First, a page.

An education blog recently published an open letter to new TFA corps members that is causing quite a stir. Here’s how Katie Osgood begins her message:
Dear New TFA Recruits,
It is summertime, which for those of you newly accepted into Teach for America, means you are enduring the long hard days of Institute. I congratulate you on being accepted into this prestigious program. You clearly have demonstrated intelligence, passion, and leadership in order to make it this far.
And now I am asking you to quit.
Ms. Osgood’s letter goes on to outline her reasons why TFA corps members should quit, which include the claim that TFA makes educational inequalities worse, not better; TFA is backed by naughty/suspect donors; and TFA is in bed with conservative charter movements. Now, some of these claims are a bit extreme, and Ms. Osgood’s position on the value of traditional training could use a little leavening; that is to say, whatever the limitations of TFA training, we can hardly pretend that our schools of ed are turning out teachers who are all perfectly prepared to take on the challenges and needs of students--much less students in areas of even greater need.
Now, it’s been almost 10 years since I joined TFA (Houston ’04) and started what has been a serious engagement with the issues facing low-income youth in education. My experiences were transformative, as have been those of most of my fellow corps members, and it’s easy (and inspiring!) to focus on the success stories, which are many.
But maybe all the focus on individual successes is causing us to overlook systemic problems. Ms. Osgood’s letter provides an opportunity to correct that and ask: Regardless of how successful individual TFA teachers are/become, regardless that many TFA teachers stay in teaching, regardless of their continued contributions in other sectors, is TFA hurting the children it seeks to serve by creating greater instability in schools that most need a stable and capable teaching staff?
I’m not ready to accept this post’s claims, but I have found myself mildly alarmed by the proud announcements of ever-expanding numbers of TFA CMs and placement sites. What, I’ve begun to wonder, is TFA’s exit strategy? TFA has always stressed the quest for long-term solutions in education as much as it has touted the effectiveness of its teachers in spite of their relatively short-term mandatory commitment to teaching. But is the mission of the organization strong enough to envision its own obsolescence? What is the long-term plan for TFA, and are its ties with the charter-school movement becoming problematic?
TFA teachers and alums should consider their work carefully in the context of the national education “crisis” (one that has been going on for more than half a century), seek as mentors all kinds of teachers, and do what every teacher ought to do each day: seek to build bridges between where students are and where they need to be in their learning.
There's work to do on all sides. This open letter is transparently polemical, but I still appreciate the opportunity to take a closer look at TFA's current practices and partnership, something that I believe other TFA CMs and alums should care about as well. TFA's weaknesses (and its strengths) need to be considered in the context of a highly problematic, fractured system. We want TFA to be part of a long-term solution, not a source of deeper problems.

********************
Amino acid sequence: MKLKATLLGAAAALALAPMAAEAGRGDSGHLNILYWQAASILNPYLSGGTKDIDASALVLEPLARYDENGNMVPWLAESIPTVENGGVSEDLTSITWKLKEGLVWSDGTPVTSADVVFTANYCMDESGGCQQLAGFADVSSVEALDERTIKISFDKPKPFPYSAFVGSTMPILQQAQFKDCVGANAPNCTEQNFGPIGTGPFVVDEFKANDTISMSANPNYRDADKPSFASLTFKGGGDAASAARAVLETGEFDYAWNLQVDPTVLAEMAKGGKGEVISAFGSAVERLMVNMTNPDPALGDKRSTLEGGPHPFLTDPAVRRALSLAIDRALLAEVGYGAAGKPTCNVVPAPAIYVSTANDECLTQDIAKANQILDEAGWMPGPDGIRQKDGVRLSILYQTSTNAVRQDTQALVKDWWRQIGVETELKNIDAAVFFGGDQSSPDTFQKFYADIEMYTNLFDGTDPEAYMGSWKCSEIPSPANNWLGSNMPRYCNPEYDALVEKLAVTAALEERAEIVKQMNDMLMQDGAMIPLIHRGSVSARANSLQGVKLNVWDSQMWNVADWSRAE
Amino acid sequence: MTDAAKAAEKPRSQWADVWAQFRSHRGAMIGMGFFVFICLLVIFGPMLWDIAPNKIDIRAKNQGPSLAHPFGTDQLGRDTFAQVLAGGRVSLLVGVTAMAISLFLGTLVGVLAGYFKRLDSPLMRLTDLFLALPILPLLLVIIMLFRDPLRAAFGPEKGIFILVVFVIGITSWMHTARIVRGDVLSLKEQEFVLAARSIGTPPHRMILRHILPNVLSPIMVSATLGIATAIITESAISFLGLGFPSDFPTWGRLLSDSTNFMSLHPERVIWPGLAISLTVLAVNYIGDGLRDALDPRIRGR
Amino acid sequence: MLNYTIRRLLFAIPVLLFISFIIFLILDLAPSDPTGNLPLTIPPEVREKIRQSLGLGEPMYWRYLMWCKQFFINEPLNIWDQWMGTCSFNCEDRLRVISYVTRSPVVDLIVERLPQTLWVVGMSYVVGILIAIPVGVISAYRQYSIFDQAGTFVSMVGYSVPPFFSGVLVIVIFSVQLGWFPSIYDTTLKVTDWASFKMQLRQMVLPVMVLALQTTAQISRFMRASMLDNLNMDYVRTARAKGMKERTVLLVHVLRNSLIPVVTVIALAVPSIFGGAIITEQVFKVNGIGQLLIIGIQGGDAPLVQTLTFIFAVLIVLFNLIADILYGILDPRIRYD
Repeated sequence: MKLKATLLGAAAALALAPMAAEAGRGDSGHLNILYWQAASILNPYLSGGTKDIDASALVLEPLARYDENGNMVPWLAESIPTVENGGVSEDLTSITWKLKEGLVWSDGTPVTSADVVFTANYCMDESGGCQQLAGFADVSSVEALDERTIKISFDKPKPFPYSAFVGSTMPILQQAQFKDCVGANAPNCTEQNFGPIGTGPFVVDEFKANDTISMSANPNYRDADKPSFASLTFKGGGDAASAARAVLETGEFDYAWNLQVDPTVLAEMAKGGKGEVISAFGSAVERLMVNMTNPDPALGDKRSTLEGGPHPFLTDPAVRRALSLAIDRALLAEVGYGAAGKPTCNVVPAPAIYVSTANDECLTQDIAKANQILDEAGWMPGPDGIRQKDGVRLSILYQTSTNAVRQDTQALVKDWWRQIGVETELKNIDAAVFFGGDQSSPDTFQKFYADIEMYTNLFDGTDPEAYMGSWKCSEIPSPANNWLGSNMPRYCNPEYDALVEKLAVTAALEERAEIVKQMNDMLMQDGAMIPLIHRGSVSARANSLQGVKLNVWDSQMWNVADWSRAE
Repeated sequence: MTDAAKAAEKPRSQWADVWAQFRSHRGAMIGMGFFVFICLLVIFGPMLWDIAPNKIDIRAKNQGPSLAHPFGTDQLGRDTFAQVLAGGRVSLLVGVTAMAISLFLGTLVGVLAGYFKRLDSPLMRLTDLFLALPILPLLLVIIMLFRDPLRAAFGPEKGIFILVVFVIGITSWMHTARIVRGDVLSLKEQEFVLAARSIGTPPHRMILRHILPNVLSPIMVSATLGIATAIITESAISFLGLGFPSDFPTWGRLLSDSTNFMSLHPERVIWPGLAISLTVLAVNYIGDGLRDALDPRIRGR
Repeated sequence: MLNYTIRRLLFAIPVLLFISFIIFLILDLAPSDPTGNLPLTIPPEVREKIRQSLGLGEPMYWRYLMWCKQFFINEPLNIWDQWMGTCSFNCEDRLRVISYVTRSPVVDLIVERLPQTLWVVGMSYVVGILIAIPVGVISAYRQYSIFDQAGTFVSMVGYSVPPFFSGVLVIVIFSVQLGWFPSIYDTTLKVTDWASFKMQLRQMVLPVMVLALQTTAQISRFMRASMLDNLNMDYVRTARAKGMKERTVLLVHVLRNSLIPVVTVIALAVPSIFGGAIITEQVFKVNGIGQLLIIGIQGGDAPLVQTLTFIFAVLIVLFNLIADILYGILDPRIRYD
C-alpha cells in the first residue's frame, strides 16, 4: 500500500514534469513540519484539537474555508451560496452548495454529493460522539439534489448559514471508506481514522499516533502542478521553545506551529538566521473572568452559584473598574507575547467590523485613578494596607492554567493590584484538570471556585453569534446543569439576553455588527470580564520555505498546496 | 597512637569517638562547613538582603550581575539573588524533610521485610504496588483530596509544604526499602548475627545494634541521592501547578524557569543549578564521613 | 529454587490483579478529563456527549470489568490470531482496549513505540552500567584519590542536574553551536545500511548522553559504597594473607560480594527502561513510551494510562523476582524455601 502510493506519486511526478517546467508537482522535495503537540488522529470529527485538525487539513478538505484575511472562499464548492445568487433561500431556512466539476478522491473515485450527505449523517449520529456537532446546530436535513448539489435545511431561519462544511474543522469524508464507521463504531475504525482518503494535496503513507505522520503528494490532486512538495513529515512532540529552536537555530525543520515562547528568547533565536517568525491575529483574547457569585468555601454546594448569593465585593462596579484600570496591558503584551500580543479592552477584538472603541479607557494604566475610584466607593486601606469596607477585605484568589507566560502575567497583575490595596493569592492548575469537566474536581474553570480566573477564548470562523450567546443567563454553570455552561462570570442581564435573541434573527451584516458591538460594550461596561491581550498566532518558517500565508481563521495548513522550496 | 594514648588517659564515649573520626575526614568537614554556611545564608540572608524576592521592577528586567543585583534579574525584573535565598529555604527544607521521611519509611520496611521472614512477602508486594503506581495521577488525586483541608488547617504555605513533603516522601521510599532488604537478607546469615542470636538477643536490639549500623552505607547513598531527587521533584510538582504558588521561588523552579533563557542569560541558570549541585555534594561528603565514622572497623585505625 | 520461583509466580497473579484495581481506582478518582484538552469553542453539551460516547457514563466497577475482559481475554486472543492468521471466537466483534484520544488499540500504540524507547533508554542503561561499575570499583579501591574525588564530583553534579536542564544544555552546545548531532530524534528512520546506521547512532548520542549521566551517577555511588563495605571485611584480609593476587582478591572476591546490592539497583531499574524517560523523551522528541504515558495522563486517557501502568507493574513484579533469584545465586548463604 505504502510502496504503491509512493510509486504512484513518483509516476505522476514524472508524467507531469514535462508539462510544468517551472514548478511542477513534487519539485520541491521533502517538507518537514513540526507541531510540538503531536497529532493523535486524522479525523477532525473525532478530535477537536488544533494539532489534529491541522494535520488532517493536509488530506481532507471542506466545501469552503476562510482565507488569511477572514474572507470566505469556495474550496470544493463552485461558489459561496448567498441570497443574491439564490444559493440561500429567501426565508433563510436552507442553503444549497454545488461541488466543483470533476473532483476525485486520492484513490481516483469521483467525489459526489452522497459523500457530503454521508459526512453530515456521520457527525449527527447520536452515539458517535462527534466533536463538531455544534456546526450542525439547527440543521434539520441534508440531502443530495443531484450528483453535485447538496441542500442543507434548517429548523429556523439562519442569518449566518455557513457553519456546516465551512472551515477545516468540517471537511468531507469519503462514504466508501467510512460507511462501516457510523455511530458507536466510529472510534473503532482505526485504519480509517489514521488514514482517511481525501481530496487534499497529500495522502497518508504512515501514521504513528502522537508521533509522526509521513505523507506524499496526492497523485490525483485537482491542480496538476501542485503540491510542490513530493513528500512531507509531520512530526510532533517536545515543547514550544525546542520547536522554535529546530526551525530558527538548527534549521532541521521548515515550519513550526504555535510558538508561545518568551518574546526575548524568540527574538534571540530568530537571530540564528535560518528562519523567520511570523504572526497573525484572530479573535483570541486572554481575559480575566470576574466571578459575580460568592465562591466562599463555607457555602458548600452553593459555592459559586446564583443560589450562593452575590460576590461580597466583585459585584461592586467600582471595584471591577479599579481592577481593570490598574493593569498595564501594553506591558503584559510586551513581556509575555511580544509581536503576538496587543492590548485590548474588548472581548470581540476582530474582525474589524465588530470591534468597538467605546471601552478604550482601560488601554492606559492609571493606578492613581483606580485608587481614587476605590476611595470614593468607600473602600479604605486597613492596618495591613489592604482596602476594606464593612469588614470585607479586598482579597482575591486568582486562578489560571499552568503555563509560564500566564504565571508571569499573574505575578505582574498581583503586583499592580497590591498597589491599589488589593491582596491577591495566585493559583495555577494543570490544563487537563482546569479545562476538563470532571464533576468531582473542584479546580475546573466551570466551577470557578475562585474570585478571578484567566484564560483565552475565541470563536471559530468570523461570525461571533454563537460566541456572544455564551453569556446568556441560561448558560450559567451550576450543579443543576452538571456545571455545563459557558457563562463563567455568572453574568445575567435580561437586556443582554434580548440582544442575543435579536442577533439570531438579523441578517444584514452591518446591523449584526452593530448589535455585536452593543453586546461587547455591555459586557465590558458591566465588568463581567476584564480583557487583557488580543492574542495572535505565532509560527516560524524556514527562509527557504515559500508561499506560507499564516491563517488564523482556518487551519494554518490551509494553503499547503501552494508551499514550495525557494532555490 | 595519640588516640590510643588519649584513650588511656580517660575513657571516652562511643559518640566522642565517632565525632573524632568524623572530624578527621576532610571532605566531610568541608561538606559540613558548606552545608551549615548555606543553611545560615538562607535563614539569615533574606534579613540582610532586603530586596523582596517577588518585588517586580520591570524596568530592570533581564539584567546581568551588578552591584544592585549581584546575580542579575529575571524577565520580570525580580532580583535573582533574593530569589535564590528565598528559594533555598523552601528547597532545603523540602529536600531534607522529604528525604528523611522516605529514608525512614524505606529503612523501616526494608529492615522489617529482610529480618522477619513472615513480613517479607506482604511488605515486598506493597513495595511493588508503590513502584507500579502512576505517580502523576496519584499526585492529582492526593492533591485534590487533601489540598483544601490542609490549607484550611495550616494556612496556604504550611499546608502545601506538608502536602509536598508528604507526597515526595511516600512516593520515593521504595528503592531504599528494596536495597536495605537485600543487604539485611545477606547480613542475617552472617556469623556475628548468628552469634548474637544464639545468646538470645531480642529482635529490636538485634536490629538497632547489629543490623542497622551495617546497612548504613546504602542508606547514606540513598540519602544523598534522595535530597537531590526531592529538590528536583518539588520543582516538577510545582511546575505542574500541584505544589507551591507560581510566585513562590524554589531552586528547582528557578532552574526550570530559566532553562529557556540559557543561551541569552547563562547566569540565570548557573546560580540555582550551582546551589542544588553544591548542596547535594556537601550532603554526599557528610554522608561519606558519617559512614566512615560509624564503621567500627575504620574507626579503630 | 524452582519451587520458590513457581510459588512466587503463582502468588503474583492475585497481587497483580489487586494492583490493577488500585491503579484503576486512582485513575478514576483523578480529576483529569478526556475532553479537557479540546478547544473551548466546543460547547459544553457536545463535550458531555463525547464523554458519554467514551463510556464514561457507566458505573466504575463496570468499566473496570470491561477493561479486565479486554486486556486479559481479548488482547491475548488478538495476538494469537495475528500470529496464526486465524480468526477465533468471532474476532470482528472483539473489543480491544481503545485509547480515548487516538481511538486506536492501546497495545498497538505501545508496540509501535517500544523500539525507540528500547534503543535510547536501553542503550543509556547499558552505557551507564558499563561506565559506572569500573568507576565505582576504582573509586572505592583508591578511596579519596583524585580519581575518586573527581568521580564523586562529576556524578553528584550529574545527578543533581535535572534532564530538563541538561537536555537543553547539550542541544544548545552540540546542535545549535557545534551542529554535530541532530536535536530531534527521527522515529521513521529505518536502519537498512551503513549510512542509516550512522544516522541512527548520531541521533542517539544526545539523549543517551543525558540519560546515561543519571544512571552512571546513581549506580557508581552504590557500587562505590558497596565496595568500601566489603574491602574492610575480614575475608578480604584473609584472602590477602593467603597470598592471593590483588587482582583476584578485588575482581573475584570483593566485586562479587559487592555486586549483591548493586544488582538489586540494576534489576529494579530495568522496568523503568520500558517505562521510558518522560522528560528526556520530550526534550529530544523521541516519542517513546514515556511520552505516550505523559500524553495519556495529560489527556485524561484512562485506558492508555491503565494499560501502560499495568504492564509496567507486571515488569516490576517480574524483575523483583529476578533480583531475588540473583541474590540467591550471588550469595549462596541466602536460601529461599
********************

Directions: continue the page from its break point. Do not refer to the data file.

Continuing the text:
Not long ago I heard from a Houston high school teacher that my novels The Knife and the Butterfly and What Can’t Wait had gone “viral” among students. It wasn’t that a teacher was requiring kids to read the books; it was that students were sharing the books, telling their friends about them, and reading them under the table when they were supposed to be doing their science homework.
This is the situation anybody who cares about kids and their reading lives should want.
It’s especially important for reluctant readers who can count their successful encounters with books on one hand. And it’s most important for reluctant readers in lower-income brackets minority groups, where becoming an avid reader (the earlier the better) may be what helps close the gap between their academic performance and that of their “majority” middle-class peers.
We can’t transform readers’ lives by micromanaging their choices, whether by insisting that they focus on “great works,” or by shoe-horning in saccharin PC reads. Encouraging personal connections to books is the way to make books go viral.
In my experience, when you set aside big hits like Harry Potter, Twilight, and The Hunger Games, the books that get passed around and talked about by teens are those that speak to their own experiences in some important way. And that’s not just about race or ethnicity, either.
While the biggest issue that may be hindering the success of young Latino readers is the relative lack of high-quality literature that features Latino protagonists at all, a related (and less discussed) issue is the lack of representation of diversity of experience within the Latino community. A recent New York Times article made precisely this point in terms of young Latino readers:
Kimberly Blake, a third-grade bilingual teacher, said she struggles to find books about Latino children that are “about normal, everyday people.” The few that are available tend to focus on stereotypes of migrant workers or on special holidays. “Our students look the way they look every single day of the year,” Ms. Blake said, “not just on Cinco de Mayo or Puerto Rican Day.”
On a recent morning, Ms. Blake read from “Amelia’s Road” by Linda Jacobs Altman, about a daughter of migrant workers. Of all the children sitting cross-legged on the rug, only Mario said that his mother had worked on farms.